To What Extent Are Canadians Exposed to Low Income?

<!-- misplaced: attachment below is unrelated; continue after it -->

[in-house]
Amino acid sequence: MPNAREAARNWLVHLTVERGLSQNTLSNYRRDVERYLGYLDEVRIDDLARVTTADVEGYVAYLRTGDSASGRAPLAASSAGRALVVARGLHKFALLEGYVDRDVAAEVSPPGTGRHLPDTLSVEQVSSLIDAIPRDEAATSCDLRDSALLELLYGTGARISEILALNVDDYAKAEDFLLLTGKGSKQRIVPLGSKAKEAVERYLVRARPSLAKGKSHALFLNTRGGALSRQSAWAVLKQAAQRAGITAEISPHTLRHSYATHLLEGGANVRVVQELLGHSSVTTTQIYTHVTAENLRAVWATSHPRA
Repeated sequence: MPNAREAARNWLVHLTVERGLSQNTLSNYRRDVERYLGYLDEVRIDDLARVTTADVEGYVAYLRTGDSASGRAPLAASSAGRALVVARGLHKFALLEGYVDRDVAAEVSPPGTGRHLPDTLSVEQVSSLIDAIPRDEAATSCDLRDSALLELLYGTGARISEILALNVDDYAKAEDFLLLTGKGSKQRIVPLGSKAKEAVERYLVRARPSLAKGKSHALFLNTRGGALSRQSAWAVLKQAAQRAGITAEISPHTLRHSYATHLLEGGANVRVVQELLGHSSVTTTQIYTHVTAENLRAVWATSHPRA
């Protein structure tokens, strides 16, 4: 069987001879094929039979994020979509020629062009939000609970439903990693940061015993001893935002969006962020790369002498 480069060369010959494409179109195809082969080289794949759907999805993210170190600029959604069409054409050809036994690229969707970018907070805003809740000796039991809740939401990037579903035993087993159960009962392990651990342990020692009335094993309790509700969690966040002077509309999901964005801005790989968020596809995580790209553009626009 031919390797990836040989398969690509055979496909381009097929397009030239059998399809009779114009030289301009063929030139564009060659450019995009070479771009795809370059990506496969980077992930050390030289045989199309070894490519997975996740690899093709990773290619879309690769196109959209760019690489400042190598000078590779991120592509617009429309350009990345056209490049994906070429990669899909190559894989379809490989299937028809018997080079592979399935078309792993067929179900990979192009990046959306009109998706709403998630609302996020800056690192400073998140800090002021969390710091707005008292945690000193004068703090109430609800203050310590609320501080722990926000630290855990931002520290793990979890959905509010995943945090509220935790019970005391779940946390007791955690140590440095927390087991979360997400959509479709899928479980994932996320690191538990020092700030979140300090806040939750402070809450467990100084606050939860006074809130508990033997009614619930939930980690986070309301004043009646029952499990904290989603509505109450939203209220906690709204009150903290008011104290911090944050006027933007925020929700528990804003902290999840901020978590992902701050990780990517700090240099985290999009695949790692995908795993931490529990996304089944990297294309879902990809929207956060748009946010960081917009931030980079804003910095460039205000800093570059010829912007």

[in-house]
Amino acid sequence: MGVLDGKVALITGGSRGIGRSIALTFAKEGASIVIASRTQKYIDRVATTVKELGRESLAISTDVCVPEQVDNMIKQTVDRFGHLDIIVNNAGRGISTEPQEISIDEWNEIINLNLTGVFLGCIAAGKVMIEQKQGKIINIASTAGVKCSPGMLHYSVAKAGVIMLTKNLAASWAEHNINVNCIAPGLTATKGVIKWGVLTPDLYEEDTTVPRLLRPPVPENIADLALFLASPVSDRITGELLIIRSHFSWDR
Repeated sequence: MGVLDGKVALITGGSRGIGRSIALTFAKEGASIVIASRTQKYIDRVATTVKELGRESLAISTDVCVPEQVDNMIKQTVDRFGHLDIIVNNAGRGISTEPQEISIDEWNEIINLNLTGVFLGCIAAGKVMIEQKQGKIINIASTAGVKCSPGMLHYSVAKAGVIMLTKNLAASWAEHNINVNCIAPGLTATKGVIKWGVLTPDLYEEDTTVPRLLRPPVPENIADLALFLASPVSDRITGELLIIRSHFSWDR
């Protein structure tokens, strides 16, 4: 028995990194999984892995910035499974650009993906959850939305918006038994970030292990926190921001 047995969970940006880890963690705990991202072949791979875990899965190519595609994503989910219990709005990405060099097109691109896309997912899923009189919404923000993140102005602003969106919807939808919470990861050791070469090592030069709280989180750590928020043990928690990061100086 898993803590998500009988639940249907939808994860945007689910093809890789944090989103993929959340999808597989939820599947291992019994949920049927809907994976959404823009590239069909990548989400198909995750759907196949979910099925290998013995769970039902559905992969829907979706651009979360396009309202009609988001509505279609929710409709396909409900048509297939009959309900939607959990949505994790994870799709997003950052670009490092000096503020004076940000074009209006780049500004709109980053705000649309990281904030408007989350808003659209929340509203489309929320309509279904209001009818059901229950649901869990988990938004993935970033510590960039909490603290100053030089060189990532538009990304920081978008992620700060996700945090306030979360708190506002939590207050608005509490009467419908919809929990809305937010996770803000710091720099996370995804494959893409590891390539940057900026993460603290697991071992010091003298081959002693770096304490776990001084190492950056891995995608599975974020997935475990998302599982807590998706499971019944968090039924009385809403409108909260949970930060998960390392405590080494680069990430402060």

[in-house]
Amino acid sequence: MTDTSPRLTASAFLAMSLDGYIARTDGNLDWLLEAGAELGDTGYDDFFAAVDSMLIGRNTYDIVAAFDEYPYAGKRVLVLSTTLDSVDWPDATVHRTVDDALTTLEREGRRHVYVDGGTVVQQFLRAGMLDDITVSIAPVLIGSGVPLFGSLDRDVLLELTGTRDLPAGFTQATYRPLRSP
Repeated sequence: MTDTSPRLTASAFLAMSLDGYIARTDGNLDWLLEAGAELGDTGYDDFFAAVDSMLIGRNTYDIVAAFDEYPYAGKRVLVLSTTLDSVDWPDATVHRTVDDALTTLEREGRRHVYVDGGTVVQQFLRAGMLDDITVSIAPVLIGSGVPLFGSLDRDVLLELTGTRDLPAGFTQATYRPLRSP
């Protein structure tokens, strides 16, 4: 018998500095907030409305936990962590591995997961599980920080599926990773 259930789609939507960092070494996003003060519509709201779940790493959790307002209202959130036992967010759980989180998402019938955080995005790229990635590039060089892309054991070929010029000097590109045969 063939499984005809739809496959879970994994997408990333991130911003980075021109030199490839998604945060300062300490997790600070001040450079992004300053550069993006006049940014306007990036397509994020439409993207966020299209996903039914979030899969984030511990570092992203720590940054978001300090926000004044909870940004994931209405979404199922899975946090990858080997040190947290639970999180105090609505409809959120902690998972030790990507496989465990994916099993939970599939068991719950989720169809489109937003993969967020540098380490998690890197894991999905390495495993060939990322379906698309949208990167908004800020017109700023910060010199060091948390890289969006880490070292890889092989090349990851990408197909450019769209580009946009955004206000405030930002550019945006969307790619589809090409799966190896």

In this paper, we investigate the extent to which Canadians were exposed to low income during the 1993-1996 period. Our main findings are the following. First, while 1 in 10 Canadians live in families with low income in a given year, as many as 1 in 5 are exposed to at least one year of low income during a 4-year interval. Second, 1 in 20 Canadians are exposed to low income for 4 consecutive years. Third, 40% to 60% of individuals who fall into low income in a given year will no longer have low income the following year. Fourth, some spells of low income last a long time: of all spells started in 1994, 30% lasted 3 years or more. Fifth, Canadians who are the most susceptible to low income tend to be young; to have little education; to be students and to live as unattached individuals or in lone-parent families. As well, Canadians facing disabilities that entail work limitations, those who are members of visible minorities (when considering the exposure to 4 years of low income) or who have immigrated in or after 1977 tend to experience low income. Sixth, high probabilities of being exposed to low income do not necessarily imply high income gaps, that is, the average income of those in low income may be quite close to the low income cut-off. As a result, a complete understanding of the extent to which Canadians are exposed to low income requires an analysis of both the probabilities of being exposed and the income gaps while being exposed.
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